According to World Bank estimates, the economic inclusion of LGBTI people would add around USD 360 million to the combined annual GDP of the two Western Balkan countries.
SKOPJE, September 26, 2023 – Policies aimed at strengthening the social inclusion of lesbian, gay, bisexual, transgender, and intersex (LGBTI) people could help build more just and equitable societies and benefit the economies of North Macedonia and Serbia, say new World Bank reports.
According to the new research, the annual gross domestic product (GDP) of North Macedonia and Serbia would increase by an average of 0.6 percent if barriers to entry in the labor market for LGBTI people – who face discrimination due to their sexual orientation, gender identity and expression, and sex characteristics – could be lowered. Eliminating exclusion in North Macedonia and Serbia would add an additional USD 64 million and USD 293 million to their respective economies.
“For countries to achieve their full development potential, inclusion is essential. Access to basic services and markets and the opportunity to live a life with dignity, is a foundational building block of successful and sustainable development,” says Xiaoqing Yu, World Bank Country Director for the Western Balkans. “This research shows that LGBTI inclusion is not only the right thing to do but also sound economics”.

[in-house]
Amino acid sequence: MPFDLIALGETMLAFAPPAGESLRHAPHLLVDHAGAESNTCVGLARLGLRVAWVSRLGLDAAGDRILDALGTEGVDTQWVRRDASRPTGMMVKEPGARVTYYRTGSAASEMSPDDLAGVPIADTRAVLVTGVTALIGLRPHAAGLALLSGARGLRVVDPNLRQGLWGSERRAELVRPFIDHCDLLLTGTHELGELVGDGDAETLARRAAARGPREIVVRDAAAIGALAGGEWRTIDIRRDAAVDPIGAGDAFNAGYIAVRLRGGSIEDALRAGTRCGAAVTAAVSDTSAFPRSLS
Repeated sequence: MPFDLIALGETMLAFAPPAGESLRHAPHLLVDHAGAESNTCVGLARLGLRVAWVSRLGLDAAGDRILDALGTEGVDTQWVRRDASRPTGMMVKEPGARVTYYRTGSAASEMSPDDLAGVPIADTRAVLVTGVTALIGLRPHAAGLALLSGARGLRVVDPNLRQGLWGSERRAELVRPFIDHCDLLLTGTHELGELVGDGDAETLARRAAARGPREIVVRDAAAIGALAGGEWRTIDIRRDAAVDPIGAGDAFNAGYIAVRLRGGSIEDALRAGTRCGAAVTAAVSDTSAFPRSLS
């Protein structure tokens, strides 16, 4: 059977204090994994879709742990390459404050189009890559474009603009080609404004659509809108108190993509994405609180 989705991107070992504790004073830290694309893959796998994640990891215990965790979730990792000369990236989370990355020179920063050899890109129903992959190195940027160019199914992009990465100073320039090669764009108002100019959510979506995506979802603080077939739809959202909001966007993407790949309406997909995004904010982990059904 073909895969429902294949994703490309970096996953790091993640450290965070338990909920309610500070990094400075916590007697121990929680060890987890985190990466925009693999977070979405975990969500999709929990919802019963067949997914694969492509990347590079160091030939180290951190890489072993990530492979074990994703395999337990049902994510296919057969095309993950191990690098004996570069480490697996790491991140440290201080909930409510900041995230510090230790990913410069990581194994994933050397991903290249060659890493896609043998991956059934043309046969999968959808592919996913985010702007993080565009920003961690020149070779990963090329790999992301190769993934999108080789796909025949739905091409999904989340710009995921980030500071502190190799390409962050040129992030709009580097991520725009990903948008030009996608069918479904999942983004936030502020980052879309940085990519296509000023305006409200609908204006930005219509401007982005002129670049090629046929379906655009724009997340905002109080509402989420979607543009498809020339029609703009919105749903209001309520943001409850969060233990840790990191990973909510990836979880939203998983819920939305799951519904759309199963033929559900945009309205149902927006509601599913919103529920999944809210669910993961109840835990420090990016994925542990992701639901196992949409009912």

The new World Bank reports highlight that both North Macedonia and Serbia have introduced important reforms that protect the rights of LGBTI. However, LGBTI people continue to face discrimination and exclusion, with LBGTI people in Serbia still more likely to be economically less well-off than the general population and one in seven LGBTI people in North Macedonia continuing to experience workplace discrimination in hiring, firing, and professional advancement.
“The reports suggest that reducing stigma and discriminatory experiences of LGBTI people can have a significant positive impact on the economy,” says Clifton Cortez, the World Bank Sexual Orientation and Gender Identity Global Advisor. “This would require the enforcement of existing legal protections against discrimination, and a further strengthening of legal protections for LGBTI people in areas such as education, employment, and health”.
The reports note that strengthening the inclusion of LGTBI people requires action to implement key reforms agreed upon as part of the European Union accession process. More effort and further research are needed to reduce the data gap on the lived experience of LGBTI people in different domains. In addition, more effective implementation of existing laws could better protect the rights of LGBTI people in the labor market so that the best possible talent is attracted and retained in an inclusive way.